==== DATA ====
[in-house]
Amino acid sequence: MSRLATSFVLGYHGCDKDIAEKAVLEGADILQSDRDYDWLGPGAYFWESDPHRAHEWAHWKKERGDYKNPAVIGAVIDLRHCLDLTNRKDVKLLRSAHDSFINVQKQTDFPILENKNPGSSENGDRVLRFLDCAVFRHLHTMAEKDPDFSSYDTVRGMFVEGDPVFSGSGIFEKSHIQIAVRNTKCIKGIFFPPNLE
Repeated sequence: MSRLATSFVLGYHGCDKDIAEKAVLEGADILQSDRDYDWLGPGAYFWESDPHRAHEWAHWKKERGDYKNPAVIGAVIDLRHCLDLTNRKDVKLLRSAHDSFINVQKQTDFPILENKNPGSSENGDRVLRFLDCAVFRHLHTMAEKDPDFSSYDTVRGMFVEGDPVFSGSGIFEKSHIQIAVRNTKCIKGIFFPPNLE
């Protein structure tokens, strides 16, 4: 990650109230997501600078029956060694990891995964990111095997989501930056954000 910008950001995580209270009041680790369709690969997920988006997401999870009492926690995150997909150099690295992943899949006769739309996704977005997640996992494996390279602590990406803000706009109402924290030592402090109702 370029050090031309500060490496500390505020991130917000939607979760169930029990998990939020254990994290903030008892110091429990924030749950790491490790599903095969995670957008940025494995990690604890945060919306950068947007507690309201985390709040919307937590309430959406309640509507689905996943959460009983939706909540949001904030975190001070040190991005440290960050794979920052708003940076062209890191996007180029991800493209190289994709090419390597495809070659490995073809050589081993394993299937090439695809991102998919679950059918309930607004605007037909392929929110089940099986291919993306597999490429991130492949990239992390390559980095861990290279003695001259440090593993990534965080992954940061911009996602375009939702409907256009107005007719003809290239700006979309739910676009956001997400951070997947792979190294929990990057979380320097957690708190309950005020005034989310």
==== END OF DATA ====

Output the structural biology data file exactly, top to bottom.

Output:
[in-house]
Amino acid sequence: MSRLATSFVLGYHGCDKDIAEKAVLEGADILQSDRDYDWLGPGAYFWESDPHRAHEWAHWKKERGDYKNPAVIGAVIDLRHCLDLTNRKDVKLLRSAHDSFINVQKQTDFPILENKNPGSSENGDRVLRFLDCAVFRHLHTMAEKDPDFSSYDTVRGMFVEGDPVFSGSGIFEKSHIQIAVRNTKCIKGIFFPPNLE
Repeated sequence: MSRLATSFVLGYHGCDKDIAEKAVLEGADILQSDRDYDWLGPGAYFWESDPHRAHEWAHWKKERGDYKNPAVIGAVIDLRHCLDLTNRKDVKLLRSAHDSFINVQKQTDFPILENKNPGSSENGDRVLRFLDCAVFRHLHTMAEKDPDFSSYDTVRGMFVEGDPVFSGSGIFEKSHIQIAVRNTKCIKGIFFPPNLE
């Protein structure tokens, strides 16, 4: 990650109230997501600078029956060694990891995964990111095997989501930056954000 910008950001995580209270009041680790369709690969997920988006997401999870009492926690995150997909150099690295992943899949006769739309996704977005997640996992494996390279602590990406803000706009109402924290030592402090109702 370029050090031309500060490496500390505020991130917000939607979760169930029990998990939020254990994290903030008892110091429990924030749950790491490790599903095969995670957008940025494995990690604890945060919306950068947007507690309201985390709040919307937590309430959406309640509507689905996943959460009983939706909540949001904030975190001070040190991005440290960050794979920052708003940076062209890191996007180029991800493209190289994709090419390597495809070659490995073809050589081993394993299937090439695809991102998919679950059918309930607004605007037909392929929110089940099986291919993306597999490429991130492949990239992390390559980095861990290279003695001259440090593993990534965080992954940061911009996602375009939702409907256009107005007719003809290239700006979309739910676009956001997400951070997947792979190294929990990057979380320097957690708190309950005020005034989310």